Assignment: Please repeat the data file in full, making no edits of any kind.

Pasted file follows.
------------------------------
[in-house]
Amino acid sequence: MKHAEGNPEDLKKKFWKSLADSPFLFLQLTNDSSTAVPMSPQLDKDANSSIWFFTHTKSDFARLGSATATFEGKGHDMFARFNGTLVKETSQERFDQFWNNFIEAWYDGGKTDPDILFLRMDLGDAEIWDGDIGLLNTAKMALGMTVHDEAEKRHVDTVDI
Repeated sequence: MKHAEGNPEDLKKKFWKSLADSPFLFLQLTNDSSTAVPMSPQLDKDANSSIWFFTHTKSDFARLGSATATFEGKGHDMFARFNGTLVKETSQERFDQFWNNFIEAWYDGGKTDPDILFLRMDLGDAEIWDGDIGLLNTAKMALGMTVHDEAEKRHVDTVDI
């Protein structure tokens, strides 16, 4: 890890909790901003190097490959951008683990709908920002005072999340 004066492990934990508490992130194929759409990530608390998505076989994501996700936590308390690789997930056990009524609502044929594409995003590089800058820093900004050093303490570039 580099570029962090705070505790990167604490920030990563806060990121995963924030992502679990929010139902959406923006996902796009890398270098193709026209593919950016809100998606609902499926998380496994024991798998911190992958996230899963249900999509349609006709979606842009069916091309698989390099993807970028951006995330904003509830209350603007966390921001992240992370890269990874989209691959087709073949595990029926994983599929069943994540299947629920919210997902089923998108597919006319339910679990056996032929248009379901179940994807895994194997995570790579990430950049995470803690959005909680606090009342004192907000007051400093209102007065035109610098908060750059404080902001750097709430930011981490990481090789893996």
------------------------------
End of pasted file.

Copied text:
[in-house]
Amino acid sequence: MKHAEGNPEDLKKKFWKSLADSPFLFLQLTNDSSTAVPMSPQLDKDANSSIWFFTHTKSDFARLGSATATFEGKGHDMFARFNGTLVKETSQERFDQFWNNFIEAWYDGGKTDPDILFLRMDLGDAEIWDGDIGLLNTAKMALGMTVHDEAEKRHVDTVDI
Repeated sequence: MKHAEGNPEDLKKKFWKSLADSPFLFLQLTNDSSTAVPMSPQLDKDANSSIWFFTHTKSDFARLGSATATFEGKGHDMFARFNGTLVKETSQERFDQFWNNFIEAWYDGGKTDPDILFLRMDLGDAEIWDGDIGLLNTAKMALGMTVHDEAEKRHVDTVDI
């Protein structure tokens, strides 16, 4: 890890909790901003190097490959951008683990709908920002005072999340 004066492990934990508490992130194929759409990530608390998505076989994501996700936590308390690789997930056990009524609502044929594409995003590089800058820093900004050093303490570039 580099570029962090705070505790990167604490920030990563806060990121995963924030992502679990929010139902959406923006996902796009890398270098193709026209593919950016809100998606609902499926998380496994024991798998911190992958996230899963249900999509349609006709979606842009069916091309698989390099993807970028951006995330904003509830209350603007966390921001992240992370890269990874989209691959087709073949595990029926994983599929069943994540299947629920919210997902089923998108597919006319339910679990056996032929248009379901179940994807895994194997995570790579990430950049995470803690959005909680606090009342004192907000007051400093209102007065035109610098908060750059404080902001750097709430930011981490990481090789893996």